A Review of the Island’s Unique History
VincentAnthony V. Borja
Professor Rosemary Harty
April 21, 2011
Over the past 10 years, random people would ask me about the history of Guam, and how it became a United States territory. Grew up most of my life on Guam, but never really cared about its history, although, every year we would celebrate its liberation day from the Japanese and celebrate festive holidays significant to the islands history, I never really understood why we celebrated it. The Spanish Era, the American Period, & the Japanese occupation played a major influence on the island and its culture today. The island of Guam, Guahan in native Chamorro, is a truly multi-ethnic community that reflects the cultures of its original Chamorro inhabitants as early as 2,000 B.C., influenced by countless European, American, Asian, Micronesian, and other people who have occupied, visited and immigrated to Guam since the 16th Century. Many question the discovery by the Spaniards, the occupation of the Americans and the Japanese that shaped the island’s history that makes its culture very fascinating. Understanding the islands struggles that have lead to the American status that it eventually became after many centuries of fighting. Guam of today is truly a mixed community with a distinctive culture, the foundation of which is ancient Chamorro heavily influenced by the Spanish occupation and the Catholic Church. Strong American influence is also evident in the celebration of many public holidays, the form of Government and the pride in being U.S. that is displayed by the natives. Guam’s culture has also been influenced and enriched by the Filipino, Japanese, Korean, Chinese and Micronesian immigrants each group of who have added their unique contributions. According to the 2000 Census of Population and Housing the present population of Guam, is approximately 154,805 whom roughly 37% are Chamorro, 26% Filipino, 11% other Pacific Islander with the remaining 26% primarily Caucasian, Chinese, Korean and Japanese, all of whom bring their cultural heritage and customs and contribute to Guam’s unique culture and appeal. (U.S. Department of Commerce, 2004) SPANISH ERA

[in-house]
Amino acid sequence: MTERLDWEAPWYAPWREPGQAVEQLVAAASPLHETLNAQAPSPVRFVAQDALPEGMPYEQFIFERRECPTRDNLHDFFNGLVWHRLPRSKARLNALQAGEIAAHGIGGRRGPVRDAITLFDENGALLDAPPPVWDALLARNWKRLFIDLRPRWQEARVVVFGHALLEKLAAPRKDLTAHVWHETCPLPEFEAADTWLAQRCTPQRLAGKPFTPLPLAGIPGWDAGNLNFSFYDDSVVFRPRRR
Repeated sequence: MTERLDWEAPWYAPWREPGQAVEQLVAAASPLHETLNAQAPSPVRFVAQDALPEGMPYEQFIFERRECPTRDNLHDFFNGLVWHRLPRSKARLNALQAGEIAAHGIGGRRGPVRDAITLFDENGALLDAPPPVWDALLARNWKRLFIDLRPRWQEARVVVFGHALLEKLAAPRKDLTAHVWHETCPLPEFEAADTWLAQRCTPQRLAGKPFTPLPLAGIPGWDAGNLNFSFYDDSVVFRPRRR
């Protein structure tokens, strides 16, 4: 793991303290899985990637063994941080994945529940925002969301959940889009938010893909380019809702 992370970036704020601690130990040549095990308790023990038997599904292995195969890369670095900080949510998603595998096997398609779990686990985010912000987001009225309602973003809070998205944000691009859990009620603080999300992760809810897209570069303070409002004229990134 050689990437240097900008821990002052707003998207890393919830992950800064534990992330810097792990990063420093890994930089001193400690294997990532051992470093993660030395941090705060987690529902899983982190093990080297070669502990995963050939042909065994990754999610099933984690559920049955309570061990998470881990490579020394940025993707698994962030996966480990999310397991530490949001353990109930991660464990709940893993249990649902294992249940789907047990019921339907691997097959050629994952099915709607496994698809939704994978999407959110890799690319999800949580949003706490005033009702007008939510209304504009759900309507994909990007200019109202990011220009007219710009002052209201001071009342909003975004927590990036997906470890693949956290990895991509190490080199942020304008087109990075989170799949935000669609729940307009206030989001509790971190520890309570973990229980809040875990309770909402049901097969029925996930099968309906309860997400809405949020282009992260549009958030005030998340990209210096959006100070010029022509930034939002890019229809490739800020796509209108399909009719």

According to the journals of Antonio Pigafetta, whom was an Italian scholar and traveler form the republic of Venice. Pigafetta travelled with Portuguese explorer Ferdinand Magellan and recorded most of Magellan’s travels. Ferdinand Magellan on March 6, 1521, first discovered the island. (Pigafetta, 1995, p. 18) During his stop on the island, the natives canoed out to the ships and stole everything that was not secured or tied down. The weakened sailors had trouble fending off the tall and robust natives until a few shots from the Trinidad’s big guns frightened them off the ship and they retreated into the surrounding jungle. The purpose of Magellan’s visit was to restock on supplies and find food. After Magellan’s travel throughout the Marianas, it was primarily his experience on Guam that the Marianas was named Li Ladroni, the island of thieves. (Suarez, 1999, p. 133) Although Magellan was considered the first European explorer to step foot on Guam's beaches, it was known that Guam and the other Mariana islands were formally claimed by the Spanish Crown in 1565 by General Miguel Lopez de Legazpi for Spain. King Phillip II of Spain wanted trade to begin with the Phillipine islands, islands named after him. Legazpi was sent across the pacific from Mexico, which was a colony of Spain in 1564. During Legazpi’s sail across the pacific, King Phillip ordered him to take possession of all land and any island encountered. Additionally, he wanted Legazpi to find a route between Mexico and the Philllipines that would go through the pacific. Legazpi and his fleet reached Guam on January 22, 1565 and docked his ships for four days. After days of waiting, they finally went on shore on January 26, 1565 to claim Guam and posted the Spain flag....
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